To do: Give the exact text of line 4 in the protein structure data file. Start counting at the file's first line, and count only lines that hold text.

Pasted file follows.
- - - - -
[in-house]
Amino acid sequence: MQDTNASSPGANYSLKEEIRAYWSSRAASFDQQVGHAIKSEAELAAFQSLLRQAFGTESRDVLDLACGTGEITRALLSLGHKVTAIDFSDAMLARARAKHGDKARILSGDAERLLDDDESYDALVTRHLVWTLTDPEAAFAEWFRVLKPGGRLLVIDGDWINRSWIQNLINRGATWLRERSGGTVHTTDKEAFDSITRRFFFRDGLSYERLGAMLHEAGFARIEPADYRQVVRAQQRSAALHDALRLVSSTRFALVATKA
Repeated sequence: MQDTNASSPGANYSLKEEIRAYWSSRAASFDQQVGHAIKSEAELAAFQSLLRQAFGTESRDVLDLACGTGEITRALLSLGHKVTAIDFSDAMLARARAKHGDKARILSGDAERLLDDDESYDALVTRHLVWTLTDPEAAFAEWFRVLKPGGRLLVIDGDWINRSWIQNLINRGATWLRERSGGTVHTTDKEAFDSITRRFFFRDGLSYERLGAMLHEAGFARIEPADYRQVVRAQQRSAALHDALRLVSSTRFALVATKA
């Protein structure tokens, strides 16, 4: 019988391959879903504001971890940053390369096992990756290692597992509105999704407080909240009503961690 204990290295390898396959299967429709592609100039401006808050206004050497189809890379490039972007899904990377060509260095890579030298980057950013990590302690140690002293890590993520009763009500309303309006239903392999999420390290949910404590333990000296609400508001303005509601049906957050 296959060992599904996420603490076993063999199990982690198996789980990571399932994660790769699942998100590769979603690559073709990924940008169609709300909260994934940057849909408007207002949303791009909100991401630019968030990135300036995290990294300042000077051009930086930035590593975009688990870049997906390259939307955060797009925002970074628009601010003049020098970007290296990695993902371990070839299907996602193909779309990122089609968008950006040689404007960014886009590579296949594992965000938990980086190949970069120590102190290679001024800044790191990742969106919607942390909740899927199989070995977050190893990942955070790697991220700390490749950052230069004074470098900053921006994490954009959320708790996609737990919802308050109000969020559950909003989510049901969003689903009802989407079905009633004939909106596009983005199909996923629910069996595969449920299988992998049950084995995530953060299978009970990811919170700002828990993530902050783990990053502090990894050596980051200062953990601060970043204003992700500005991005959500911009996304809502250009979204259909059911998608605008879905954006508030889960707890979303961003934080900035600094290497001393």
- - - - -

């Protein structure tokens, strides 16, 4: 019988391959879903504001971890940053390369096992990756290692597992509105999704407080909240009503961690 204990290295390898396959299967429709592609100039401006808050206004050497189809890379490039972007899904990377060509260095890579030298980057950013990590302690140690002293890590993520009763009500309303309006239903392999999420390290949910404590333990000296609400508001303005509601049906957050 296959060992599904996420603490076993063999199990982690198996789980990571399932994660790769699942998100590769979603690559073709990924940008169609709300909260994934940057849909408007207002949303791009909100991401630019968030990135300036995290990294300042000077051009930086930035590593975009688990870049997906390259939307955060797009925002970074628009601010003049020098970007290296990695993902371990070839299907996602193909779309990122089609968008950006040689404007960014886009590579296949594992965000938990980086190949970069120590102190290679001024800044790191990742969106919607942390909740899927199989070995977050190893990942955070790697991220700390490749950052230069004074470098900053921006994490954009959320708790996609737990919802308050109000969020559950909003989510049901969003689903009802989407079905009633004939909106596009983005199909996923629910069996595969449920299988992998049950084995995530953060299978009970990811919170700002828990993530902050783990990053502090990894050596980051200062953990601060970043204003992700500005991005959500911009996304809502250009979204259909059911998608605008879905954006508030889960707890979303961003934080900035600094290497001393």